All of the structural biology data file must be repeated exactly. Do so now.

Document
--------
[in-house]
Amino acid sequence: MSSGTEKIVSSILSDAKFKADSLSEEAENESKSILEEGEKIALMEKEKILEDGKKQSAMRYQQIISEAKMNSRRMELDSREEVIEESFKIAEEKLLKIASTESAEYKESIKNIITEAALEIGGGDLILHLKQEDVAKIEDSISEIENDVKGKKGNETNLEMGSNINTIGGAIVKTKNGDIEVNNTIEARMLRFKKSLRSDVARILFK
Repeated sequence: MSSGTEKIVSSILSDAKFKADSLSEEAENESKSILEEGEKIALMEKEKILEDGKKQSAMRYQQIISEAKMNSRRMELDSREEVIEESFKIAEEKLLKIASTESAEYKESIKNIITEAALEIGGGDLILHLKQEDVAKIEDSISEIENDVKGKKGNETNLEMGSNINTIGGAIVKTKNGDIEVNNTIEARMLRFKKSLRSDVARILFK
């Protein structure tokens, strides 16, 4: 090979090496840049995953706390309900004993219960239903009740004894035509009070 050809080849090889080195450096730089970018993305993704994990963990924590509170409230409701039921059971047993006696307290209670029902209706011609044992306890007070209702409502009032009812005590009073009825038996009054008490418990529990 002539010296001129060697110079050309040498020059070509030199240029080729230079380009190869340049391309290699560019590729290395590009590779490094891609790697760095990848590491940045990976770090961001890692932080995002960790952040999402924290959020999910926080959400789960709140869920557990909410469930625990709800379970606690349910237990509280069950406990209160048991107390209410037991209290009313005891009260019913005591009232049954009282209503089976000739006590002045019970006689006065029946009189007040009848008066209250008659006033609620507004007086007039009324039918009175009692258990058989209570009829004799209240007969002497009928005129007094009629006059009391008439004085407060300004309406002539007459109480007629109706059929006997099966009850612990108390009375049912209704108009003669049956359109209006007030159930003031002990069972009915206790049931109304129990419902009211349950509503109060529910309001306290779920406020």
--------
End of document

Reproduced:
[in-house]
Amino acid sequence: MSSGTEKIVSSILSDAKFKADSLSEEAENESKSILEEGEKIALMEKEKILEDGKKQSAMRYQQIISEAKMNSRRMELDSREEVIEESFKIAEEKLLKIASTESAEYKESIKNIITEAALEIGGGDLILHLKQEDVAKIEDSISEIENDVKGKKGNETNLEMGSNINTIGGAIVKTKNGDIEVNNTIEARMLRFKKSLRSDVARILFK
Repeated sequence: MSSGTEKIVSSILSDAKFKADSLSEEAENESKSILEEGEKIALMEKEKILEDGKKQSAMRYQQIISEAKMNSRRMELDSREEVIEESFKIAEEKLLKIASTESAEYKESIKNIITEAALEIGGGDLILHLKQEDVAKIEDSISEIENDVKGKKGNETNLEMGSNINTIGGAIVKTKNGDIEVNNTIEARMLRFKKSLRSDVARILFK
């Protein structure tokens, strides 16, 4: 090979090496840049995953706390309900004993219960239903009740004894035509009070 050809080849090889080195450096730089970018993305993704994990963990924590509170409230409701039921059971047993006696307290209670029902209706011609044992306890007070209702409502009032009812005590009073009825038996009054008490418990529990 002539010296001129060697110079050309040498020059070509030199240029080729230079380009190869340049391309290699560019590729290395590009590779490094891609790697760095990848590491940045990976770090961001890692932080995002960790952040999402924290959020999910926080959400789960709140869920557990909410469930625990709800379970606690349910237990509280069950406990209160048991107390209410037991209290009313005891009260019913005591009232049954009282209503089976000739006590002045019970006689006065029946009189007040009848008066209250008659006033609620507004007086007039009324039918009175009692258990058989209570009829004799209240007969002497009928005129007094009629006059009391008439004085407060300004309406002539007459109480007629109706059929006997099966009850612990108390009375049912209704108009003669049956359109209006007030159930003031002990069972009915206790049931109304129990419902009211349950509503109060529910309001306290779920406020």